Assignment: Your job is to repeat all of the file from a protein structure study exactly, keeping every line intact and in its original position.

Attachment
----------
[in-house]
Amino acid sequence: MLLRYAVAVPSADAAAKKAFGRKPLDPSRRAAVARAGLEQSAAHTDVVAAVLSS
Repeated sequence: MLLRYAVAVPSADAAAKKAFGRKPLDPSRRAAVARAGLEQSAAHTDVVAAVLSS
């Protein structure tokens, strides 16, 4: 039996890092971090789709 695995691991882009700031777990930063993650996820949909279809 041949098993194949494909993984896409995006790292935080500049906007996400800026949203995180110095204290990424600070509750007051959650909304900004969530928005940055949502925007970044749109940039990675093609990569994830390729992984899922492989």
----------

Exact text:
[in-house]
Amino acid sequence: MLLRYAVAVPSADAAAKKAFGRKPLDPSRRAAVARAGLEQSAAHTDVVAAVLSS
Repeated sequence: MLLRYAVAVPSADAAAKKAFGRKPLDPSRRAAVARAGLEQSAAHTDVVAAVLSS
């Protein structure tokens, strides 16, 4: 039996890092971090789709 695995691991882009700031777990930063993650996820949909279809 041949098993194949494909993984896409995006790292935080500049906007996400800026949203995180110095204290990424600070509750007051959650909304900004969530928005940055949502925007970044749109940039990675093609990569994830390729992984899922492989």